Earlier this week, Mr Halfon wrote to the Charity Commission calling together with Campaign Against Antisemitism for a statutory inquiry into NUS. The full dossier on NUS, produced by Campaign Against Antisemitism, can be read here.

If any students are concerned about antisemitism on campus or need assistance, they can call us on 0330 822 0321, or e-mail [email protected]

It has been reported that a Jewish shopper was the victim of an allegedly antisemitic attack after his kippah (skullcap) was “snatched” from his head in a supermarket near Manchester.

It has emerged that, at around 01:10 on 3rd March, the unknown assailant advanced on a male victim by the self-service checkout area, before grabbing the kippah from the victim’s head and running away onto Pilsworth Road in the direction of the M66 motorway.

It was reported that, before the incident, the alleged offender was with two other men who left in a taxi.

Police were alerted to the incident, which took place in a branch of supermarket chain Asda in Pilsworth, Bury, and are now appealing to the public for help in finding the perpetrator. The police have now released a CCTV image of a person to whom they would like to speak.

Greater Manchester Police said that the taxi apparently then headed towards the Darnhill area of Heywood.

Campaign Against Antisemitism’s analysis of Home Office statistics shows that an average of over three hate crimes are directed at Jews every single day in England and Wales, with Jews more than four times likelier to be targets of hate crimes than any other faith group.

Image credit: Greater Manchester Police

A man charged with attacking five religious Jews in the North London neighbourhood of Stamford Hill has pleaded guilty to two criminal charges, but the Crown Prosecution Service (CPS) has outrageously dropped the religiously/racially aggravated element of the charges as part of a plea bargain.

Last Thursday, Abdullah Qureshi, 28, from Dewsbury in West Yorkshire, pleaded guilty at Thames Magistrates’ Court to one count of assault by beating and one count of grievous bodily harm with intent. But it has emerged that the CPS dropped the religiously/racially-aggravated element of the charges, despite Mr Quershi having attacked only visibly Jewish people — including a child and a 64-year-old man — that day in one of Britain’s most diverse neighbourhoods.

In one incident at 18:41, an Orthodox Jewish man was struck in the face with what appeared to be a bottle. In another at 19:10, a child was slapped on the back of the head, and in yet another at 20:30, a 64-year-old victim was struck and left unconscious on the ground, suffering facial injuries and a broken ankle. It is understood that two further incidents have been alleged.

The incidents received significant media attention at the time, and the Mayor of London, Sadiq Khan, condemned “this appalling attack,” adding: “Let me be clear, racist abuse and hate crime, including antisemitism, have absolutely no place in our city.”

Mr Qureshi had originally been charged with in connection with a series of assaults in Stamford Hill in August, with one count of racially or religiously aggravated wounding or grievous bodily harm, four counts of racially or religiously aggravated common assault and one count of racially or religious aggravated criminal damage. The charges related to five incidents on 18th August investigated by Metropolitan Police’s Central East Command Unit. Groups including Campaign Against Antisemitism and Stamford Hill Shomrim, the Jewish volunteer neighbourhood watch patrol, put out witness appeals following the incidents, as three of the five alleged incidents were caught on video.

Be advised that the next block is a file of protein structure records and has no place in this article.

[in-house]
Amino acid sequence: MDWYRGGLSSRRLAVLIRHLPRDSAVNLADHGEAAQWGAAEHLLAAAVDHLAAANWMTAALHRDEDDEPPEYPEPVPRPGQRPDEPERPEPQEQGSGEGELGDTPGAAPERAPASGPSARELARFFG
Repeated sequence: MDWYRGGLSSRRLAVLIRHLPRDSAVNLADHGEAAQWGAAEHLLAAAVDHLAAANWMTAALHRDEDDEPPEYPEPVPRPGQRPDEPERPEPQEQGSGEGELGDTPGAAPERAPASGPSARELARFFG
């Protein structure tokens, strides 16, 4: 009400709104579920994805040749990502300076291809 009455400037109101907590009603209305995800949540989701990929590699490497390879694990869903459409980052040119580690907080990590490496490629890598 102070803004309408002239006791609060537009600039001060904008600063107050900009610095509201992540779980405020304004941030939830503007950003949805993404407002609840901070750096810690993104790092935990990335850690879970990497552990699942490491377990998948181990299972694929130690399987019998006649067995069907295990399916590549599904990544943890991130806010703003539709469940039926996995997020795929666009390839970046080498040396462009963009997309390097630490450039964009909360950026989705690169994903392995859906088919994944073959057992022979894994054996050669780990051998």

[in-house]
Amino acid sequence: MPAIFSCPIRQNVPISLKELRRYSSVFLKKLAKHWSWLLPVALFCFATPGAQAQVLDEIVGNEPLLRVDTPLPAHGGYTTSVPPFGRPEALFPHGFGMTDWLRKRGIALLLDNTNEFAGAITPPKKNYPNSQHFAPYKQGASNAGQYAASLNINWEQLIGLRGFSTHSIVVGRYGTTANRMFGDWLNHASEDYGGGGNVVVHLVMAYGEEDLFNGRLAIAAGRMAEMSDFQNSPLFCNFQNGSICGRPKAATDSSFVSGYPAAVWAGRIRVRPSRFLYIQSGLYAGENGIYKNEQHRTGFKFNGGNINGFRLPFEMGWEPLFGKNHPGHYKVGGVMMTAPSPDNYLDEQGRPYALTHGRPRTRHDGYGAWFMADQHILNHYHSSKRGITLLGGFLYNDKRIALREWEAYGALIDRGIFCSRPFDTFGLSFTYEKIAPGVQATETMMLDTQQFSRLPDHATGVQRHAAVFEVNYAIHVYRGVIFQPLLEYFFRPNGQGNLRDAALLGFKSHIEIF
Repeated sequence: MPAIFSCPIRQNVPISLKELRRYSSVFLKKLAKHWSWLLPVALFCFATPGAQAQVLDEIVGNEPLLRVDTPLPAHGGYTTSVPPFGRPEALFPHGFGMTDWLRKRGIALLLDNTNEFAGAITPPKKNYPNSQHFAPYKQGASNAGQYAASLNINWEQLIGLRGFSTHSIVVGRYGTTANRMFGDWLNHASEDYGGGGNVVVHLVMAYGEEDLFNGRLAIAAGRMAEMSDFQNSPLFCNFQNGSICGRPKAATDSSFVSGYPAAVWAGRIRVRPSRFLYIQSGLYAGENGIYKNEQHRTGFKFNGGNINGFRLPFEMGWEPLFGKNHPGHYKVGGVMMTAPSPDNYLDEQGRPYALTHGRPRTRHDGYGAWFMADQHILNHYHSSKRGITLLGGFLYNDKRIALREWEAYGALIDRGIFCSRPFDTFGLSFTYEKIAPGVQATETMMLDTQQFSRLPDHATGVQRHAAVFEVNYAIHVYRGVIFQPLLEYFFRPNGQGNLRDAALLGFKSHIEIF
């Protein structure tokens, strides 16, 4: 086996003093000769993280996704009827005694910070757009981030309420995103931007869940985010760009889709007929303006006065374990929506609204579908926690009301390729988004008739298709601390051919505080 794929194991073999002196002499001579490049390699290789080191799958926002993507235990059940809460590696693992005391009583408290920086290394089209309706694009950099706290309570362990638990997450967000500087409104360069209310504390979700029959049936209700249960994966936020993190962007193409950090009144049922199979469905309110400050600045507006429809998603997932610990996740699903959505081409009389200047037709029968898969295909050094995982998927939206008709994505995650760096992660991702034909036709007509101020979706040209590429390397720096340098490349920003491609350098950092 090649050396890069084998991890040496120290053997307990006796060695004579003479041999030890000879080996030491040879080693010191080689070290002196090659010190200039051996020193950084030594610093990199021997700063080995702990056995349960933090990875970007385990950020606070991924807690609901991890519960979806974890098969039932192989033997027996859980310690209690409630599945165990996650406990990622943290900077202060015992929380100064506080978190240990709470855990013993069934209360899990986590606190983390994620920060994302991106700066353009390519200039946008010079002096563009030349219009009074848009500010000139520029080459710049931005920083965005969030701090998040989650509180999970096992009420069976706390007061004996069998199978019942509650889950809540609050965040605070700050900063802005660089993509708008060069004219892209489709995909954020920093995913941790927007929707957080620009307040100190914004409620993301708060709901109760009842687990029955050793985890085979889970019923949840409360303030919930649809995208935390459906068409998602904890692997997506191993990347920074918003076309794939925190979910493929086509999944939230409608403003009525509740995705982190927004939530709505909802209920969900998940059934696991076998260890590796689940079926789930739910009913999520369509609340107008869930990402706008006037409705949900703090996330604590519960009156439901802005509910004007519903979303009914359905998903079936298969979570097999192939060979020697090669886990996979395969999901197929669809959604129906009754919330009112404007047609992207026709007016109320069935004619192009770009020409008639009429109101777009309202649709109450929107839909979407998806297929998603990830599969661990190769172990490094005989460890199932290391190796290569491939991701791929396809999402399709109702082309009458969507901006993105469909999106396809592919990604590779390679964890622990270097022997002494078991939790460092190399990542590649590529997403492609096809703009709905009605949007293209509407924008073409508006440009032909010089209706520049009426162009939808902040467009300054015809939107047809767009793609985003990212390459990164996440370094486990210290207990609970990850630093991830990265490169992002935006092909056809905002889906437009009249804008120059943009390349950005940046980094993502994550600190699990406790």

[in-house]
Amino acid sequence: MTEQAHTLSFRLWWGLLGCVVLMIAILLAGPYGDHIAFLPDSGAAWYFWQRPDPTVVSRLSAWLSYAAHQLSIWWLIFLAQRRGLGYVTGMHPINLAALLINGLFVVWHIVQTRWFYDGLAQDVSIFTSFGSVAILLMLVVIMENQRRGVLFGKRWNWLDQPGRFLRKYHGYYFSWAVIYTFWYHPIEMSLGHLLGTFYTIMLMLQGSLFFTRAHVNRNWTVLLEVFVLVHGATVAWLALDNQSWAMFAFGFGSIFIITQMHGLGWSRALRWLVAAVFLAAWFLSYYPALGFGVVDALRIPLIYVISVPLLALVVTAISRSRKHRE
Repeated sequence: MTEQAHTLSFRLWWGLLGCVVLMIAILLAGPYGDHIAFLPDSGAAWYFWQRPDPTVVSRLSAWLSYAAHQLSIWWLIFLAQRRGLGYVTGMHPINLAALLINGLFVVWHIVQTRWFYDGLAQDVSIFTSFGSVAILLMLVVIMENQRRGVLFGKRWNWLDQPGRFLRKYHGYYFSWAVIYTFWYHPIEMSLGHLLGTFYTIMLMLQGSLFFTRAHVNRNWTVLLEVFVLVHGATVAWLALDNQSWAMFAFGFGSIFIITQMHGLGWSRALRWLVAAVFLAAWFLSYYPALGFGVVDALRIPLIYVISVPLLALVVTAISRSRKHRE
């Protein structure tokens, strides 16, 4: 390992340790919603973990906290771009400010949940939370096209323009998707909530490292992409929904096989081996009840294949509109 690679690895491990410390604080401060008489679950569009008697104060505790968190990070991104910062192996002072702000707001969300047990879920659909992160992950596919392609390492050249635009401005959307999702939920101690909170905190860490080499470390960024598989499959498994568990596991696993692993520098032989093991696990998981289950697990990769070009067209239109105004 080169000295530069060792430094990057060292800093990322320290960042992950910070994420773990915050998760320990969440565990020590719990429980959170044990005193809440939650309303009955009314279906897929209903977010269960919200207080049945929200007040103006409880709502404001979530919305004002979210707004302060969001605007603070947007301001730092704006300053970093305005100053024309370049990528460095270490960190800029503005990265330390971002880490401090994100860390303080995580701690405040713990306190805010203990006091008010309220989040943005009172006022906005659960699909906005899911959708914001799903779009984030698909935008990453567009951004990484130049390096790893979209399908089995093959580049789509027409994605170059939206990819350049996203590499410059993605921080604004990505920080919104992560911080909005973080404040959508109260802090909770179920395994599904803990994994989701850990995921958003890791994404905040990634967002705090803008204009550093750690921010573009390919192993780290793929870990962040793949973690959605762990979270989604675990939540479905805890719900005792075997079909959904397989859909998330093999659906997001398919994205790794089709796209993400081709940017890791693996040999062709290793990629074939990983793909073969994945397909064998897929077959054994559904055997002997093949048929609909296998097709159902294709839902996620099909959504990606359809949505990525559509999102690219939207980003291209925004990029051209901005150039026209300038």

He is due to be sentenced in May, but the guilty pleas will come as little consolation for his victims or the wider Jewish community.

Recent polling by Campaign Against Antisemitism showed that a record 59% of British Jews do not believe that the CPS does enough to protect them. This failed prosecution will be viewed by many in the Jewish community as another failure of the CPS to protect them.

Stephen Silverman, Director of Investigations and Enforcement at Campaign Against Antisemitism, said: “In a violent spree, Abdullah Qureshi attacked innocent Jews as he came across them in the street, from a young child to an elderly man. We applaud the Shomrim for reporting these incidents and the police for identifying the perpetrator. It is disgraceful that, once again, the CPS has proved to be the weak link in our collective effort to secure justice and protection for British Jews. Polling shows that a majority of British Jews do not believe that the CPS does enough to protect them. This failed prosecution will only reinforce that eminently reasonable conclusion.”

Campaign Against Antisemitism’s analysis of Home Office statistics shows that an average of over three hate crimes are directed at Jews every single day in England and Wales, with Jews almost four times more likely to be targets of hate crimes than any other faith group.

A neo-Nazi terrorist who encouraged acts of violence against Jews has received a two-year sentence in a young offenders institution.

Thomas Leech, 19, promoted antisemitic conspiracy theories about the nefarious “global influence” of Jews and the “Great Replacement”, a far-right conspiracy theory which claims that Jews are responsible for mass immigration and the supposed extinction of white Europeans, as well as posting examples of Holocaust-denial.

He also glorified neo-Nazi terrorists, including Norwegian mass shooter Andrers Breivik, Pittsburgh Tree of Life Synagogue shooter Robert Bowers, and Charleston church shooter Dylann Roof.